Executive Summary

Getty Marrow intern Gloria Ortega at the Center for the Study of Political Graphics.

Los Angeles is one of the most culturally diverse cities in the world, yet staff at its museums and visual arts organizations does not reflect this racial and ethnic diversity. To address this situation, the Getty Foundation created a large-scale internship program in 1993 that continues to this day. This impact report reveals how Getty Marrow internships are changing the field, influencing professionals from underrepresented groups to pursue careers in museums and visual arts organizations and inspiring a lasting interest in the arts.


The Getty Marrow Undergraduate Internship program was developed to foster greater diversity in careers related to museums and the visual arts (hereafter referred to as “the arts”). The program supports over 100 ten-week, paid internships throughout Los Angeles County each summer that introduce college students from backgrounds typically underrepresented in the arts to the full array of career possibilities in museums and visual arts nonprofits. Participation includes but is not limited to individuals of African American, Asian, Latino/Hispanic, Native American, or Pacific Islander descent. Since the program began, the Foundation has supported more than 3,200 interns at 175 local arts institutions, large and small, from major museums such as LACMA and the Hammer Museum to culturally specific organizations such as the California African American Museum and community-based organizations such as Self Help Graphics & Art.

“LA is majority minority, but the museums don’t look that way.” Getty Marrow Alum

The following report presents data from alumni surveys gathered over the last ten years, participant demographics collected in grant applications, and qualitative interviews with 20 alumni from across the nearly 30-year history of the program. Because this report was already underway when the COVID-19 pandemic began, a short survey was completed in summer 2020 to understand the early impact of the health and economic crises on the careers of alumni working in the field. Getty partnered with the consulting firm Engage R+D to analyze all of the data and compile them into this impact report. The executive summary highlights key findings on program impact, defines the core components of Getty’s internship model, outlines changes the Getty Foundation proposes to strengthen the program, and offers considerations for museums, arts nonprofits, and other funders who are engaged in advancing diversity, equity, and inclusion in the arts.

Key Findings on Program Impact

Getty Marrow internships bring individuals from underrepresented groups into arts careers

Among alumni not working in the field, 40% report that their current job relates to the arts and 46% have worked in the arts in the past.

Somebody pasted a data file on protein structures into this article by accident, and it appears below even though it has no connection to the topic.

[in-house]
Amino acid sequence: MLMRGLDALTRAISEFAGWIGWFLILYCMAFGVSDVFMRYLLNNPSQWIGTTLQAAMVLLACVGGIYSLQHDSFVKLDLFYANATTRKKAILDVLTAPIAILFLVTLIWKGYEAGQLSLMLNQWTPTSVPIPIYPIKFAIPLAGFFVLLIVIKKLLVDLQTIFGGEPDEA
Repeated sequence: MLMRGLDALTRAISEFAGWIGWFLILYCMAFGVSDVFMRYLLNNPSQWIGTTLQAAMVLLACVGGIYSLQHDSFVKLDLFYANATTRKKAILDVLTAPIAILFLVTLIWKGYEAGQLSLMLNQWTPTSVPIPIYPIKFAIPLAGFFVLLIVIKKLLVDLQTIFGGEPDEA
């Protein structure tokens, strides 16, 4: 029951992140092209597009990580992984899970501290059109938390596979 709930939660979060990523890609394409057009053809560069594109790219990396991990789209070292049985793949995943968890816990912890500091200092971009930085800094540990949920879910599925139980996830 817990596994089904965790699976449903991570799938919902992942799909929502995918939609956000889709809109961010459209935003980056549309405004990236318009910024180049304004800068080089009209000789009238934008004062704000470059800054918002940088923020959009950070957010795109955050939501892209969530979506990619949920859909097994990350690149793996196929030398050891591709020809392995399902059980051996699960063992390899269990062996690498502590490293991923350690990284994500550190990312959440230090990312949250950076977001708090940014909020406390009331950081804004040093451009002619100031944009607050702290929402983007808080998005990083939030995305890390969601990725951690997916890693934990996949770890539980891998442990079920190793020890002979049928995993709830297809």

Nearly all alumni working in the arts attribute their career paths to their internships

For students who want to pursue careers in the arts, undertaking multiple internships gives them the skills and experience to do so: 39% percent of alumni who had two internships and 50% of alumni who had three or more internships work in the arts compared to 30% who had one internship.

The majority of alumni engage with the arts, even if they work outside of the field

Since their internships, 45% of alumni have become members of and 8% have served on the board of a museum or arts organization (the board service percentage has doubled since 2008).

Alumni form relationships that endure long past the end of their internships

Interns build long-term relationships and strengthen professional networks that are essential to successful careers in the arts.

Internships increase participation in visual arts courses, a core area of the humanities

Interns enroll in more arts courses following their internships, contrasting with the downward enrollment trend in arts and humanities in higher education.

Program Model

The Getty Marrow internship model relies on six strategic components that work together to provide a comprehensive, educational, and rewarding experience for participants.

Further Findings

Additional results demonstrate the effectiveness of the internship program’s core components.

  • Scale matters. The more internships offered, the greater number of people who can participate and gain work experience in the arts. Getty has consistently funded internships of all kinds—from curatorial and conservation to communications, education, and programming—at many types of cultural organizations.

    90% of the organizations currently in the program have had their interns go on to pursue work in the visual arts.

  • Pay is a necessity. Stipends create more equity and signal the worth of the interns’ contributions in the arts.

    Many alumni said that they would not have been able to participate had the internship not been paid.